Yet secular studies continue to back up the church’s message, showing that when people have sex or move in with someone “before they have the maturity and experience to choose compatible partners and to conduct themselves in ways that can sustain a long-term relationship,” the consequences can be devastating. “Early entry into marriage or cohabitation, especially prior to age 23, is the critical risk factor for divorce.” (Sociologist Arielle Kuperberg)

How tragic that the very safeguards which are intended to bring life and abundance are now considered irrelevant and stifling.

The film will give churches a platform to discuss sexual boundaries with their young people. Paired with a study guide, it will train young adults to make healthy decisions in dating and marriage. It will strengthen the church to be a model of lasting love to the rest of the world.

I asked God how I could help make an impact on the festering pain that was manifesting in symptoms like school shootings. He said—Make a movie about purity.

S H A M E – B A S E D  S E X  E D U C A T I O N

One thing the film does NOT intend to do is create a culture of guilt and judgment when it comes to sex. It’s designed to help youth pastors and young adults create a safe space for real conversation. It will celebrate the beauty of sex in its most glorious context—that of a committed, lasting, passionate relationship—and it will celebrate the grace and mercy of a God who can bring beauty out of the ashes of even our worst mistakes and tragedies, while at the same time pointing the way to healthy choices and abundant life.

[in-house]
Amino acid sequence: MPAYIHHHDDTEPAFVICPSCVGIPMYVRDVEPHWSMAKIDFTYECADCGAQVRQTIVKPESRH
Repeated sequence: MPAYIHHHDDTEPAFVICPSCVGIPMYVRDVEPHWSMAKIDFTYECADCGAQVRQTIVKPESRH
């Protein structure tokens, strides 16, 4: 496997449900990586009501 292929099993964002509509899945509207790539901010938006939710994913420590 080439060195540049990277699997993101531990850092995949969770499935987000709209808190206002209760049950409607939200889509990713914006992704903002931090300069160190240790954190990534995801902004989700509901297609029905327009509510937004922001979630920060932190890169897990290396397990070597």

P R O J E C T  S T A T U S  &  P R A Y E R  R E Q U E S T S

My Exec Producer is just waiting on me to finish the next draft of the script before we meet to discuss next steps. Please pray the Holy Spirit will guide the writing process. Pray for impact.

If you made it this far in this epic dissertation of a newsletter—congratulations! Just wanted to share a little (or a lot) more about the inspiration for the project, and why this particular cause is one I am so passionate about. Love the feedback and dialogue; keep it comin.’

You can make a tax-deductible donation to the project at



“I stand in awe of your laws.” Psalm 119:120